# Tag Info

1

This is a supplemental answer for now because while we know that a two body orbit can be reduced to a one body orbit around a central potential, doing that here will be a little distracting and I think the result for the one body in central potential looks cleaner. See also answers to Can the radial oscillations of an elliptical orbit be solved using a ...

2

The answer depends: how accurate is the physics you consider? Considering the symmetric system postulated in other answers/comments, one with two spherically-symmetric bodies of equal masses, orbiting their barycenter: if you use only Newtonian physics, empty the universe of all masses other than the ones you're focusing on, and make the bodies perfectly ...

4

You would need a perfect two body system, a perfect central body and a perfect spacecraft. No other planets or stars influencing the orbit. The central body should be a sphere with constant density or at least spherical symmetry. You need a perfect measurement of orbital parameters. The thrusters of the spacecraft needed for circularation of the orbit ...

8

If you define perfection as absolutely zero eccentricity then perfection is impossible. There will always be eccentricity in an orbit, even if it is very small. Orbits vary due to: Spacecraft system inaccuracy: no spacecraft is perfect, no matter how accurate Changes in the density of the orbited planet Gravitational influence of other celestial bodies: my ...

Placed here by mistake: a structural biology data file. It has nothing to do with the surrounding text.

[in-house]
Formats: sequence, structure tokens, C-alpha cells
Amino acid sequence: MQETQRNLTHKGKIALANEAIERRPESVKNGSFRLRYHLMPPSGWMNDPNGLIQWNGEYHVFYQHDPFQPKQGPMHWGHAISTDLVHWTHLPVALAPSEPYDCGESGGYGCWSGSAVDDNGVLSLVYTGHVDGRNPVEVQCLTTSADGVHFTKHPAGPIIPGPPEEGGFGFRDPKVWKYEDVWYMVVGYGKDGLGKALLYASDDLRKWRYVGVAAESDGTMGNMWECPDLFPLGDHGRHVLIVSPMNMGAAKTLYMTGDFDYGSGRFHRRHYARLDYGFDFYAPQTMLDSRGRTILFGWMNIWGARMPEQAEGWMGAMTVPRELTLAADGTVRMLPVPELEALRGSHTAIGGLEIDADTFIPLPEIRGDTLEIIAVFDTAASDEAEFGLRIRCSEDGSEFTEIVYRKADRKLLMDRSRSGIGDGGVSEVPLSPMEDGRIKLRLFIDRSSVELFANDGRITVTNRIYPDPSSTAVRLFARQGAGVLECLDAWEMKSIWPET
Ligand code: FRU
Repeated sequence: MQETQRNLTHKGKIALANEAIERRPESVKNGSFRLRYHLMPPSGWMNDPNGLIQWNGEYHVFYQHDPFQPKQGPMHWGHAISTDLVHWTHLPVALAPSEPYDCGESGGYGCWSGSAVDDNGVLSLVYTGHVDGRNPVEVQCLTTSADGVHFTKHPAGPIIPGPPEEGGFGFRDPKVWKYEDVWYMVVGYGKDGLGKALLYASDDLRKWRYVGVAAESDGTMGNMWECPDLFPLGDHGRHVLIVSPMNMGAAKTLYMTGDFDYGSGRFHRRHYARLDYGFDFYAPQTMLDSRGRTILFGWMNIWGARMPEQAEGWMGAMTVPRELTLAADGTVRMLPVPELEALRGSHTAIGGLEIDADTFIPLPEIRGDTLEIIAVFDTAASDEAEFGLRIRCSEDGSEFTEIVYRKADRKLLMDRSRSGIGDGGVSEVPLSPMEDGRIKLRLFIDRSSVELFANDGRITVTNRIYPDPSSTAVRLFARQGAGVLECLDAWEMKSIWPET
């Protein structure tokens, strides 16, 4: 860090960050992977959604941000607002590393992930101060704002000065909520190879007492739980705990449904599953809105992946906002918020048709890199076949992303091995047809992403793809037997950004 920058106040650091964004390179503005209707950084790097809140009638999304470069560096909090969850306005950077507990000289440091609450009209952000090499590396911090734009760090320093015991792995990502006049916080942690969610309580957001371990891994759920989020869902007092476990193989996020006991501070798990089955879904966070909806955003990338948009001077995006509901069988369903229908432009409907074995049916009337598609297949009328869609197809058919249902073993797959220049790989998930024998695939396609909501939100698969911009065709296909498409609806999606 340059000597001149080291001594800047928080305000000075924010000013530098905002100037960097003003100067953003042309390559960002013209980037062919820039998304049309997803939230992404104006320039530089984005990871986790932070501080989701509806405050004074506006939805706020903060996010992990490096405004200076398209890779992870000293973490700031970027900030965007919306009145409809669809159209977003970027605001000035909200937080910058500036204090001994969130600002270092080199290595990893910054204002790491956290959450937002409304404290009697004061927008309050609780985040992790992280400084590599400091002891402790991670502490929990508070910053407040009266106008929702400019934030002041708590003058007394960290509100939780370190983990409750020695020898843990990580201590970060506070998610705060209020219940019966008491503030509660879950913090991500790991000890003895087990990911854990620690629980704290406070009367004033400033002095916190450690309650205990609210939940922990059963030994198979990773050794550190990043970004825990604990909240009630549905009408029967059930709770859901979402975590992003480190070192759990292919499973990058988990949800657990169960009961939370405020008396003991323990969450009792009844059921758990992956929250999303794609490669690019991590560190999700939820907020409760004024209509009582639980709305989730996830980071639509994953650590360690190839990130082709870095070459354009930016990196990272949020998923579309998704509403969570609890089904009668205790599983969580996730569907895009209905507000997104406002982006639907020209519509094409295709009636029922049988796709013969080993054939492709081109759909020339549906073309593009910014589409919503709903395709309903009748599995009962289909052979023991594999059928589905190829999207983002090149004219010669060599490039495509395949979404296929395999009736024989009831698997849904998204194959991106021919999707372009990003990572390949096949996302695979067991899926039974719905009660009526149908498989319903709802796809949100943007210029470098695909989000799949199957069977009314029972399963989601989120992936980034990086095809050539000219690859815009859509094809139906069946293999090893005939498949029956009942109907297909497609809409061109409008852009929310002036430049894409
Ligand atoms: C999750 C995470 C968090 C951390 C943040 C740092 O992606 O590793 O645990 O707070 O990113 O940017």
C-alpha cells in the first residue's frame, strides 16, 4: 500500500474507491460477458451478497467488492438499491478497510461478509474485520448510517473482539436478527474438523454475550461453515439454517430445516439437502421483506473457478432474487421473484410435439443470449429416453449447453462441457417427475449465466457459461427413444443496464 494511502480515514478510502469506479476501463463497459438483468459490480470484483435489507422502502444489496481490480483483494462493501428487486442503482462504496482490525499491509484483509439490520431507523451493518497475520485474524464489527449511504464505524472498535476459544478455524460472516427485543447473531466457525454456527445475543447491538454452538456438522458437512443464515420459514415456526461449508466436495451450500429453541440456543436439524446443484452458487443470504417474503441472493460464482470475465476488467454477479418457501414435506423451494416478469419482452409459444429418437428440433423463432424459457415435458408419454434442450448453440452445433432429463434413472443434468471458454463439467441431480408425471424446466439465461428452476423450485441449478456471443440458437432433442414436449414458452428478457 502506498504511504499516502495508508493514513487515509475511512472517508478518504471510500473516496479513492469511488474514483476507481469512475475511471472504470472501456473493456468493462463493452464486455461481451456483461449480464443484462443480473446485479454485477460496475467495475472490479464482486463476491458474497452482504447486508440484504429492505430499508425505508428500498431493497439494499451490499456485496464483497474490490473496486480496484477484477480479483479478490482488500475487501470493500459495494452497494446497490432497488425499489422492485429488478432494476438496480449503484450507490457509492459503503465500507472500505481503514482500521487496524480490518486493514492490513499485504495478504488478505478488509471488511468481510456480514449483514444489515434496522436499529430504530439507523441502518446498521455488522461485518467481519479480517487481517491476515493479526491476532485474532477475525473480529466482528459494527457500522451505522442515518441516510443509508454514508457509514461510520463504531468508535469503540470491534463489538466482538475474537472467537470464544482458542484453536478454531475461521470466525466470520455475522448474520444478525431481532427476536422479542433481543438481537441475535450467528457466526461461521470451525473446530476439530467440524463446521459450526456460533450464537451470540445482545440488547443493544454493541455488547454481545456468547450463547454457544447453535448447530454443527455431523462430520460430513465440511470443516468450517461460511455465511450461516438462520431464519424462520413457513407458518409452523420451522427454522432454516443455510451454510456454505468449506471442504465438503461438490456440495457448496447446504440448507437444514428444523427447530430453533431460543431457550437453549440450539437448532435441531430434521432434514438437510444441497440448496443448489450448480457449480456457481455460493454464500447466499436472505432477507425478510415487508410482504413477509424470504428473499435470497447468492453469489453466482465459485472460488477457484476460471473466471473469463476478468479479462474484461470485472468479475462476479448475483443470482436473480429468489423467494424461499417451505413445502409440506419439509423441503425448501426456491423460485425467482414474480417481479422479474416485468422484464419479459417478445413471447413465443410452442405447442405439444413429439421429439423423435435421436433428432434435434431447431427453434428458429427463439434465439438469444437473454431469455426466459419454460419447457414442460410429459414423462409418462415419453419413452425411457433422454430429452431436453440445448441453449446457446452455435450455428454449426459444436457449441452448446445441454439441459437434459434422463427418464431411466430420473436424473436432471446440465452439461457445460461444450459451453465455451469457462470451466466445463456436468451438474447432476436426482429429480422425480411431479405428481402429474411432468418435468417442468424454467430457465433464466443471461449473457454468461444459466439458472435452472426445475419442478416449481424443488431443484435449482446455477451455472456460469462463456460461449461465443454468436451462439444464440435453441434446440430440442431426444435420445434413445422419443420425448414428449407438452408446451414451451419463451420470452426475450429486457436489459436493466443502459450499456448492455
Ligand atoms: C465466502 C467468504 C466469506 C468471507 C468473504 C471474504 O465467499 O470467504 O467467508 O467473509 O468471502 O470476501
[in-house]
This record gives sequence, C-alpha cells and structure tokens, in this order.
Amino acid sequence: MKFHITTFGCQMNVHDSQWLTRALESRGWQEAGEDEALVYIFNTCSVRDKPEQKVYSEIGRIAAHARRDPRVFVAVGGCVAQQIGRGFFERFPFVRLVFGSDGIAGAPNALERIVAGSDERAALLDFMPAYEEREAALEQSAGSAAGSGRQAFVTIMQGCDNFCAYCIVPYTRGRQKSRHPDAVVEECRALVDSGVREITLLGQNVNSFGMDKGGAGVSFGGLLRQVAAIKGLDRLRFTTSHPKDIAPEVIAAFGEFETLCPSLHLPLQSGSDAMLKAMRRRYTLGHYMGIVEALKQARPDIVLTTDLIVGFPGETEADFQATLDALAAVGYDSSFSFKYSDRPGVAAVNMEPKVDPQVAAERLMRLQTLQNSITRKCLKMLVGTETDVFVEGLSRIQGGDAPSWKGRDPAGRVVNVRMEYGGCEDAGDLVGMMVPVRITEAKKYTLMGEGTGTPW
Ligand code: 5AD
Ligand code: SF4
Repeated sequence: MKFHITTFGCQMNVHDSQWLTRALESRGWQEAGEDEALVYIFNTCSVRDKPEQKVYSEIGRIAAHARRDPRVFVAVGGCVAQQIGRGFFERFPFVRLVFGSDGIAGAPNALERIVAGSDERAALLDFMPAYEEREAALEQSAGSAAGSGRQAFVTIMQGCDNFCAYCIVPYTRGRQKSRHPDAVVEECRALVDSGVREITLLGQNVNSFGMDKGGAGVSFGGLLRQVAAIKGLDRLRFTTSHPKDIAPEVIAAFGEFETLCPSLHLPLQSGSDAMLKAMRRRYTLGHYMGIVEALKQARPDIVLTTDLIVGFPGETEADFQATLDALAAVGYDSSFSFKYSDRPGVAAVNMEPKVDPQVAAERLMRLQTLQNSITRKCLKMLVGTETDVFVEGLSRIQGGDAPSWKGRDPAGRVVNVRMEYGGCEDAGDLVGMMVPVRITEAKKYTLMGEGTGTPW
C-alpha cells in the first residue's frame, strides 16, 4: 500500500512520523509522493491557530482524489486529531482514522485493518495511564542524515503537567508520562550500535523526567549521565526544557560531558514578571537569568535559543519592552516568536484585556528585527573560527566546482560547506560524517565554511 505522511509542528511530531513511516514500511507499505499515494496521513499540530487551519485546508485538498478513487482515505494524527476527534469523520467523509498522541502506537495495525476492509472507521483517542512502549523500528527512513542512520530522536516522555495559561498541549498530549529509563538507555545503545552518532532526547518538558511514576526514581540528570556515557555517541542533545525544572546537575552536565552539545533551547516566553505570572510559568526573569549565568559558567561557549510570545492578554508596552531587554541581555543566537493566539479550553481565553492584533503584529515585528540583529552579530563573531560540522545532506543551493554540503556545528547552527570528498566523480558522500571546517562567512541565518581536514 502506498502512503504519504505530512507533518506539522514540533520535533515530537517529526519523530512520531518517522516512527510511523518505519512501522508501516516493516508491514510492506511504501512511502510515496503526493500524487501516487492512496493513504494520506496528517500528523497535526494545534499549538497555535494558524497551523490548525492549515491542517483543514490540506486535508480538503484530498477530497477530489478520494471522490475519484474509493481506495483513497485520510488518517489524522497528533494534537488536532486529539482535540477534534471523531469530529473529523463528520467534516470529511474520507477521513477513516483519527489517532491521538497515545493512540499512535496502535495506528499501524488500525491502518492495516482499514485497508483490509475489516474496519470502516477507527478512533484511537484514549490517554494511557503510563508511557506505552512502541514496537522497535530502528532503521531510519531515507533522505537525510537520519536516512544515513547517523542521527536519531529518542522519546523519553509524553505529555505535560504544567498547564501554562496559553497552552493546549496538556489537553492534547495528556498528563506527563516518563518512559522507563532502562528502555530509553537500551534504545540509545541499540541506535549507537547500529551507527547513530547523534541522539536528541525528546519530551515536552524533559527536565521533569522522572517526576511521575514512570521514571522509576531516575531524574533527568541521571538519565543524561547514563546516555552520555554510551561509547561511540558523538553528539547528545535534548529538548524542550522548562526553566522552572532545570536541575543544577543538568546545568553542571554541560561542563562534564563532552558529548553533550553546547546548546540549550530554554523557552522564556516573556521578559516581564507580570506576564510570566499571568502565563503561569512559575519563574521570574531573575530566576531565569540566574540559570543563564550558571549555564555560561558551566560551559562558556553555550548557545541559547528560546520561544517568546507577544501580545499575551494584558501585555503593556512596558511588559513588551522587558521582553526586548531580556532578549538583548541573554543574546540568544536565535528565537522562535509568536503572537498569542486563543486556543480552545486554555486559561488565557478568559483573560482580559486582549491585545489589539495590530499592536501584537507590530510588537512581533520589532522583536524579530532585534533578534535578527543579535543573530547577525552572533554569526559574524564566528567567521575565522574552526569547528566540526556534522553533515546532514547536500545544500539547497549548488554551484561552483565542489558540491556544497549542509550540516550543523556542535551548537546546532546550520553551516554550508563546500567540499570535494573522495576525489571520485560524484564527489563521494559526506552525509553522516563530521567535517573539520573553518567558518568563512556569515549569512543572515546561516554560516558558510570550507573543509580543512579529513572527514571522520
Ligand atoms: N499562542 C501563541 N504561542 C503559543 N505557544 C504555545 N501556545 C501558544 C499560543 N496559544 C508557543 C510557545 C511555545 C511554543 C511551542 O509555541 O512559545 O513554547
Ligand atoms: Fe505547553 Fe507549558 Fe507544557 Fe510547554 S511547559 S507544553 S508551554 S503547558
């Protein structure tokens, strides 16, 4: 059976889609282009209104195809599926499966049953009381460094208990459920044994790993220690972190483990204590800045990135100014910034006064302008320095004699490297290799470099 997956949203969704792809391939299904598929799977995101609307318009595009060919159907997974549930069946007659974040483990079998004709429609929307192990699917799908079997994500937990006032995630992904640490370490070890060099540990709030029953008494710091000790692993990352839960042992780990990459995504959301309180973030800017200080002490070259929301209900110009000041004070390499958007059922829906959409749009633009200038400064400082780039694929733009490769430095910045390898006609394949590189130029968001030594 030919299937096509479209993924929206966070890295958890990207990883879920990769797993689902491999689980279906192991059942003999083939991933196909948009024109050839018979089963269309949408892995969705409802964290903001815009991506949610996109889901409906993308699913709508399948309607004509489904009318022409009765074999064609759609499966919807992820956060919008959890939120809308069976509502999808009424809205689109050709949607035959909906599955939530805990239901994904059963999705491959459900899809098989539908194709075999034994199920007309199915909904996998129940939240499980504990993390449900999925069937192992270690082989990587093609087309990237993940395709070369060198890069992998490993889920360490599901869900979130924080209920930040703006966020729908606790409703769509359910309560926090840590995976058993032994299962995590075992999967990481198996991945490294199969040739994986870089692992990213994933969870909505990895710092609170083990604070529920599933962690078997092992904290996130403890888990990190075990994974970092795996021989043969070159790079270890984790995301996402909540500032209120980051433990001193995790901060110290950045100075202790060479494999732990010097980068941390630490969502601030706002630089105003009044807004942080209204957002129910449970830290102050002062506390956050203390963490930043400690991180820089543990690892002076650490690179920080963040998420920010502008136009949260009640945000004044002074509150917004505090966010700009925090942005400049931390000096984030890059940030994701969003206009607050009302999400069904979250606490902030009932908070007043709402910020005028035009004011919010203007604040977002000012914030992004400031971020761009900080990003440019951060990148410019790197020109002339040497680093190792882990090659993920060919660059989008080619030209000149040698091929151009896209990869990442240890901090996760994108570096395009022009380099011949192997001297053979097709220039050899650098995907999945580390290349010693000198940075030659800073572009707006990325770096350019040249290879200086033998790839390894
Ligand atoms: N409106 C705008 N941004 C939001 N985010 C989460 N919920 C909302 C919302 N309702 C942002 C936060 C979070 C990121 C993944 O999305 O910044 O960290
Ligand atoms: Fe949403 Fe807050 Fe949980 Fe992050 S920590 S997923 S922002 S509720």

2

The distance from the focus of attraction of an orbit can be expressed as a function of the true anomaly (angle) given by $r(\theta)=a\frac{1-e^2}{1+ecos(\theta)}$, where $a$ is the semi-major axis and $e$ is the eccentricity.

8

What you are looking for is called orbit determination, and in particular batch least squares orbit determination. To learn about it I can recommend Statistical Orbit Determination by Bob Schutz, Byron Tapley and George H. Born. I understand that you want to try to do it yourself. Nevertheless, if at some point you are looking to do it with software, it is ...

-3

Yes, I believe it is. A mass is stationary in space if its momentum is equal in all directions. It is unlikely we will ever observe a stationary mass, because there are so many different components of motion, ranging from Earth's rotation to the movement of galaxy clusters. Update: I will try to make this clearer. Consider any axis through the centre of ...

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